Though the frequency-domain relationship of (16) is not simpler than the relationship in the time domain, Theorem 1 of the paper conveys that the lifted tracking error vector converges itself. This means that the tracking error may converge while measured in any form of norm. This is benefited from the property of the lower triangular Toeplitz matrix addressed by Proposition 4. However, in many existing convergence results, the discrete-time convergence of the traditional D-type iterative learning control algorithm is ensured in the sense of the lifted tracking error measured in some of but not a preferred norm.

Remark 5

The derivation of Theorem 1 conveys that the convergence condition \(\rho _{1} = \vert 1 - \varGamma g_{1}(1) \vert < 1\) depends upon the systems input matrix B, output matrix C, and the derivative learning gain Γ, but no relevance to the system matrix A. This coincides with the existing conclusion in the literature [31].

Remark 6

From the proof of Lemma 1 we found that the magnitude of tracking error would grow extremely at the first finite iterations. This makes the use of ILC cautious for practical applications. A preferred candidate guarantees the ILC algorithm (22) to be monotonously convergent.

Theorem 2

Assume that the D-type ILC (22) is applied to system (10) and satisfies the condition\(\tilde{\rho }_{1} = \Vert \mathbf{I} - \varGamma \bar{\mathbf{G}} \Vert _{2} < 1\). Then\(\Vert \boldsymbol{E}_{k + 1} \Vert _{2} < \Vert \boldsymbol{E}_{k} \Vert _{2}\)and\(\lim_{k \to + \infty } \Vert \boldsymbol{E}_{k + 1} \Vert _{2} = 0\).

Proof

Calculating the 2-norm of both sides of expression (23), we have
$$ \Vert \boldsymbol{e}_{k + 1} \Vert _{2} \le \Vert \mathbf{I} - \varGamma \bar{\mathbf{G}} \Vert _{2} \Vert \boldsymbol{e}_{k} \Vert _{2}. $$
(27a)
From Parseval’s energy formula (7), (27a) is equivalently reformed as
$$ \Vert \boldsymbol{E}_{k + 1} \Vert _{2} \le \Vert \mathbf{I} - \varGamma \bar{\mathbf{G}} \Vert _{2} \Vert \boldsymbol{E}_{k} \Vert _{2}. $$
(27b)
According to the 2-norm of matrix \(\mathbf{I} - \varGamma \bar{\mathbf{G}}\),
$$ \Vert \mathbf{I} - \varGamma \bar{\mathbf{G}} \Vert _{2} = \sqrt{ \rho \bigl( ( \mathbf{I} - \varGamma \bar{\mathbf{G}} )^{\mathrm{T}} ( \mathbf{I} - \varGamma \bar{\mathbf{G}} ) \bigr)}, $$
where \(\rho ( ( \mathbf{I} - \varGamma \bar{\mathbf{G}} )^{\mathrm{T}} ( \mathbf{I} - \varGamma \bar{\mathbf{G}} ) ) = \max_{i} ( \lambda _{i} ( ( \mathbf{I} - \varGamma \bar{\mathbf{G}} )^{\mathrm{T}} ( \mathbf{I} - \varGamma \bar{\mathbf{G}} ) ) )\) denotes the spectral radius of the matrix \(( \mathbf{I} - \varGamma \bar{\mathbf{G}} )^{\mathrm{T}} ( \mathbf{I} - \varGamma \bar{\mathbf{G}} )\).

Considering the assumption \(\tilde{\rho }_{1} = \Vert \mathbf{I} - \varGamma \bar{\mathbf{G}} \Vert _{2} < 1\), the results are ensured. □

Remark 7

From the above-mentioned convergence condition, the choice of learning gain Γ is one degree of freedom but depends upon the impulse response at all sampling instants. This makes the choice of learning gain Γ difficult. For the regard, a possible manner is to adaptively construct a time-varying iteration-dependent ILC algorithm.

3.2 DFT-based convergence for LDTV systems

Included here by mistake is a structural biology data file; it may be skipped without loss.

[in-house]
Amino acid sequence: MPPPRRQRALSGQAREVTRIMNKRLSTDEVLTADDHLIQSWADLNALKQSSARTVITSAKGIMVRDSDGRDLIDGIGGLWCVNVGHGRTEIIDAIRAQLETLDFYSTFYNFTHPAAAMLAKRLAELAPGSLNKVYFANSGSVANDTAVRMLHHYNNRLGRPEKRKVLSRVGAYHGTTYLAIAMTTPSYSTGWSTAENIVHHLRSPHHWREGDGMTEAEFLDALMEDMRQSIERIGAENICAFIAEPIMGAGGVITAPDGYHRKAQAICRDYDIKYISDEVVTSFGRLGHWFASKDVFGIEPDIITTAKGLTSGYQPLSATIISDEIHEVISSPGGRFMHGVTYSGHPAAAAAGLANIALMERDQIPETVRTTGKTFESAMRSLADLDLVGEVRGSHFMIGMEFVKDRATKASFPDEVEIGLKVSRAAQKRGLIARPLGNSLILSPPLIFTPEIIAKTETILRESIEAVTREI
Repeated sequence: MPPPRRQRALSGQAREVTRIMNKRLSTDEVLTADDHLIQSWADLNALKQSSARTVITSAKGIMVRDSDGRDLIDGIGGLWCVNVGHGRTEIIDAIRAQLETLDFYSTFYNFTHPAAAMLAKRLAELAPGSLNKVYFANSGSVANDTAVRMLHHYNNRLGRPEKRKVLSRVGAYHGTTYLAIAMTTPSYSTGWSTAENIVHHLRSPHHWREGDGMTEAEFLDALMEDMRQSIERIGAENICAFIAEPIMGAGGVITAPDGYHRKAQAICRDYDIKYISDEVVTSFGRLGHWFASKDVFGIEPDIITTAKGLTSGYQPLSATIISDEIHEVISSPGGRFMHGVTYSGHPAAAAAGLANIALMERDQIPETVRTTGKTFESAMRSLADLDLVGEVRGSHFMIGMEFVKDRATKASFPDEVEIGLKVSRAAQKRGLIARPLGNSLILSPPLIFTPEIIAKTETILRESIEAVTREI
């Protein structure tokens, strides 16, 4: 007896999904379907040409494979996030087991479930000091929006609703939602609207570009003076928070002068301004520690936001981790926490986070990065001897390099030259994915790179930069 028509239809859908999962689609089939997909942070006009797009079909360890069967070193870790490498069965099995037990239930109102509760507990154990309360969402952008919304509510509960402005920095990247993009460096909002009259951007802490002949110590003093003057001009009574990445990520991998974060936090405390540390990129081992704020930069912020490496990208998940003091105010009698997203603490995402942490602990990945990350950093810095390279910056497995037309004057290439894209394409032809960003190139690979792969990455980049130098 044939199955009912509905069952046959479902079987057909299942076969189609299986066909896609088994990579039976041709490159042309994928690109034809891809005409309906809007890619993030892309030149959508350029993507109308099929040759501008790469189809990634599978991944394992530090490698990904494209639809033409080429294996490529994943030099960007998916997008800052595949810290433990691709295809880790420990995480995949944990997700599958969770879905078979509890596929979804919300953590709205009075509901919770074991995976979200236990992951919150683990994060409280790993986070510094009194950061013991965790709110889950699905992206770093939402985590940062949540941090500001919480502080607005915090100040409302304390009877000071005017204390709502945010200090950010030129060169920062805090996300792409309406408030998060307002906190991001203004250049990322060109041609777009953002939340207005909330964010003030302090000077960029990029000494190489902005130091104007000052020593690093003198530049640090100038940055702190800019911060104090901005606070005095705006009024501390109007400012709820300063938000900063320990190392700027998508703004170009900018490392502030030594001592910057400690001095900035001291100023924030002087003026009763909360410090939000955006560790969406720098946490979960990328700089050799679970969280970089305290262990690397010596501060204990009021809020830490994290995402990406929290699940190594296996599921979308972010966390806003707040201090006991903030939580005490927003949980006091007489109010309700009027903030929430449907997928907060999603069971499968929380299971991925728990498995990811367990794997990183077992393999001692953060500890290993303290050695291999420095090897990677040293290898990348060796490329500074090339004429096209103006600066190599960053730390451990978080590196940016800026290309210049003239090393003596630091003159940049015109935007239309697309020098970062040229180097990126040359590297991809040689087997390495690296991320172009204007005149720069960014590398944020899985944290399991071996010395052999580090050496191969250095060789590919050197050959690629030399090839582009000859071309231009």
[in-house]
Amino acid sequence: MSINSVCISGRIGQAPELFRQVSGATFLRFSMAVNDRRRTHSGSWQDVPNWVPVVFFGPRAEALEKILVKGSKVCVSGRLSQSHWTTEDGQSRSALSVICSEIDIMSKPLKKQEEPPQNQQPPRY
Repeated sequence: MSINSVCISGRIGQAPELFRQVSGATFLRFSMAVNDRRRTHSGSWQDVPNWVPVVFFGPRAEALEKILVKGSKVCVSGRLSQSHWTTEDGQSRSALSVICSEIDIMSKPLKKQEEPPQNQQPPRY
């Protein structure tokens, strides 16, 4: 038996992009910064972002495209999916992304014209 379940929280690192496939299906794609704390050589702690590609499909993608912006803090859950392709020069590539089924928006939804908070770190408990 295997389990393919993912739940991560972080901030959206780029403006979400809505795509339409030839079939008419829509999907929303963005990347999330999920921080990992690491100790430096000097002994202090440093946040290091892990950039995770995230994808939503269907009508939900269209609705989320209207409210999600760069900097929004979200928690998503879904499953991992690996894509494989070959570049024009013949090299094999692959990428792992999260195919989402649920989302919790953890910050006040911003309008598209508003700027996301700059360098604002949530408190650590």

Consider the class of LDTV systems described as
$$ \textstyle\begin{cases} \boldsymbol{x}(n + 1) = \mathbf{A}(n)\boldsymbol{x}(n) + \mathbf{B}(n)u(n), \\ y(n + 1) = \mathbf{C}(n + 1)\boldsymbol{x}(n + 1), \\ \boldsymbol{x}(0) = \boldsymbol{0}, \quad n = 0,1,\ldots,N - 1; \end{cases} $$
(28)
where N is the total sampling number, \(\boldsymbol{x}(n)\), \(u(n)\), and \(y(n)\) are p-dimensional state vector, scalar input, and output, respectively, and \(\mathbf{A} ( n )\), \(\mathbf{B} ( n )\), and \(\mathbf{C} ( n )\) are time-varying matrices of appropriate dimensions.
Let \(\boldsymbol{u}^{*} = \boldsymbol{\varepsilon }_{1} = [ 1\ 0\ \cdots\ 0 ]^{\mathrm{T}}\) be the impulse signal and stimulate systems (28). Then the output takes the form
$$ \boldsymbol{y}^{*} = \tilde{g}_{1} = \bigl[ \tilde{g}_{1}(1)\vert \tilde{g}_{1}(2)\vert \cdots \vert \tilde{g}_{1}(N) \bigr]^{\mathrm{T}}, $$
where \(\tilde{g}_{1}(1) = \mathbf{C}(1)\mathbf{B}(0)\) and \(\tilde{g}_{1}(l) = \mathbf{C}(l) ( \prod_{i = 1}^{l - 1} \mathbf{A}(i) )\mathbf{B}(0)\) for \(l = 2,3,\ldots,N\). The vector \(\tilde{g}_{1}\) is assigned as the impulse response of LDTV system (28).
Thus, for any input \(\boldsymbol{u} = [ u(0)\vert u(1)\vert \cdots \vert u(N - 1) ]^{\mathrm{T}}\), its output is expressed as
$$ y(n + 1) = \sum_{l = 0}^{n} \tilde{g}_{l + 1}(n + 1 - l)u(l), \quad n = 0,1,\ldots,N - 1, $$
(29)
where \(\tilde{g}_{m}(1) = \mathbf{C}(m)\mathbf{B}(m - 1)\) and \(\tilde{g}_{m}(l) = \mathbf{C}(m + l - 1) ( \prod_{i = 1} ^{m + l - 2} \mathbf{A}(i) )\mathbf{B}(m - 1)\) for \(m = 1,2,\ldots,N\) and \(l = 2,3,\ldots,N + 1 - m\).

Next, we derive a discrete-frequency relationship among output, shift impulse responses, and input for LDTV system (28).

Denote
y = [ y ( 1 ) | y ( 2 ) | | y ( N ) ] T , u = [ u ( 0 ) | u ( 1 ) | | u ( N 1 ) ] T , H ˜ = [ g ˜ 1 ( 1 ) 0 0 0 g ˜ 1 ( 2 ) g ˜ 2 ( 1 ) 0 0 g ˜ 1 ( 3 ) g ˜ 2 ( 2 ) g ˜ 3 ( 1 ) 0 g ˜ 1 ( N ) g ˜ 2 ( N 1 ) g ˜ 3 ( N 2 ) g ˜ N ( 1 ) ] . Open image in new window
From (29) we have
$$\begin{aligned} \boldsymbol{y} &= \widetilde{\mathbf{H}}\boldsymbol{u} \\ &= \widetilde{\mathbf{H}} \bigl[ u(0)\boldsymbol{\varepsilon }_{1} + u(1) \boldsymbol{\varepsilon }_{2} + \cdots + u(N - 1)\boldsymbol {\varepsilon }_{N} \bigr] \\ &= u(0)\widetilde{\mathbf{H}}\boldsymbol{\varepsilon }_{1} + u(1) \widetilde{\mathbf{H}}\boldsymbol{\varepsilon }_{2} + \cdots + u(N - 1)\widetilde{\mathbf{H}}\boldsymbol{\varepsilon }_{N}. \end{aligned}$$
(30)
Denote
$$ \tilde{\boldsymbol{g}}_{l} = \widetilde{\mathbf{H}}\boldsymbol{\varepsilon }_{l} \quad \text{for } l = 1,2,\ldots,N $$
and